The Black Stork Ciconia nigra is a large wading bird in the stork family Ciconiidae. It is a widespread, but rare, species that breeds in the warmer parts of Europe, predominantly in central and eastern regions. This is a shy and wary species, unlike the closely related White Stork. It is seen in pairs or small flocks—in marshy areas, rivers or inland waters. The Black Stork feeds on amphibians and insects.
Slightly smaller than the White Stork, the Black Stork is a large bird, 95 to 100 cm (37–39 in) in length with a 145–155 cm (5 ft) wingspan, and weighing around 3 kilograms (6.6 lb). Like all storks, it has long legs, a long neck, and a long, straight, pointed beak. The plumage is all black with a purplish green sheen, except for the white lower breast, belly, axillaries and undertail coverts. The breast feathers are long and shaggy forming a ruff which is used in some courtship displays. The bare skin around its eyes is red, as are its red bill and legs. The sexes are identical in appearance, except that males are larger than females on average.
The juvenile resembles the adult in plumage pattern, but the areas corresponding to the adult black feathers are browner and less glossy. The scapulars, wing and upper tail coverts have pale tips. The legs, bill, and bare skin around the eyes are greyish green. It may be confused with the juvenile Yellow-billed Stork, but the latter has a paler wings and mantle, longer bill, and white under the wings.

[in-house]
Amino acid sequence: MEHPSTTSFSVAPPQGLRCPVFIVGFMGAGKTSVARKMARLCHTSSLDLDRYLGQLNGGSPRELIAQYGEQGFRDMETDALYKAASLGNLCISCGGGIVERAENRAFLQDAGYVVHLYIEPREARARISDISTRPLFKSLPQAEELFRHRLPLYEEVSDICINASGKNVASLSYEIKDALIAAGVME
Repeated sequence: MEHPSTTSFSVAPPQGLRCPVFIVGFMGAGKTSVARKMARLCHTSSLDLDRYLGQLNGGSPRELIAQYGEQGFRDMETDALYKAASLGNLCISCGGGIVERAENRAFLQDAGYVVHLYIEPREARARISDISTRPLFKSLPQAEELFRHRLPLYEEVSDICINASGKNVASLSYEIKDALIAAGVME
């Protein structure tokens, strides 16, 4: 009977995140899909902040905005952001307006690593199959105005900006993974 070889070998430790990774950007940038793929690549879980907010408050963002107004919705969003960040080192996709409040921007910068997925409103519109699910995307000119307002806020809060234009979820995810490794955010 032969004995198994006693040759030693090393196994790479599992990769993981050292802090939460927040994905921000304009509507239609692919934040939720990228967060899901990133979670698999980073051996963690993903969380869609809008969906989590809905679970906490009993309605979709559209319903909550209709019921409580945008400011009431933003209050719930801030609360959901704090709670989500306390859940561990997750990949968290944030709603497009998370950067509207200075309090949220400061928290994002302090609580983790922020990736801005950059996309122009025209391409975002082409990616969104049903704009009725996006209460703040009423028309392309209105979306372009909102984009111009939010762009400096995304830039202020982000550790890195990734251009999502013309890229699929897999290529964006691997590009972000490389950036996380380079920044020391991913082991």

It walks slowly and steadily on the ground. Like all storks, it flies with its neck outstretched. It has a rasping call, but rarely indulges in mutual bill-clattering when adults meet at the nest.
During the summer, the Black Stork is found from Eastern Asia (Siberia and China) west to Central Europe, reaching Estonia in the north, Poland, Lower Saxony and Bavaria in Germany, Czech Republic, Hungary, and Greece in the south, with an outlying population in Spain. They are nowhere abundant in these western parts of their distribution, but more densely inhabit the eastern Transcaucasus.
Preferring more wooded areas than the better known White Stork, the Black Stork breeds in large marshy wetlands with interspersed coniferous or broadleaved woodlands, but also inhabits hills and mountains with sufficient network of creeks. It does inhabit more areas in the Caspian lowlands.
The Black Stork is a strong migrant, wintering in tropical Africa and India. However, the Iberian population is resident. A broad-winged soaring bird, the Black Stork is assisted by thermals of hot air for long distance flight, altohugh are less dependent on them than the White Stork. Since thermals only form over land, storks, together with large raptors, must cross the Mediterranean at the narrowest points, and many Black Storks can be seen going through the Bosporus. They fly approximately 100 to 250 km a day with daily maxima up to 500 km.
Black Stork parents have been known to kill one of their young, generally the smallest, in times of food shortage to reduce brood size and hence increase the chance of survival of the remaining nestlings. Stork nestlings do not attack each other, and their parents' method of feeding them (disgorging large amounts of food at once) means that stronger siblings cannot outcompete weaker ones for food directly, hence parental infanticide is an efficient way of reducing brood size. Despite this, this behaviour has not commonly been observed.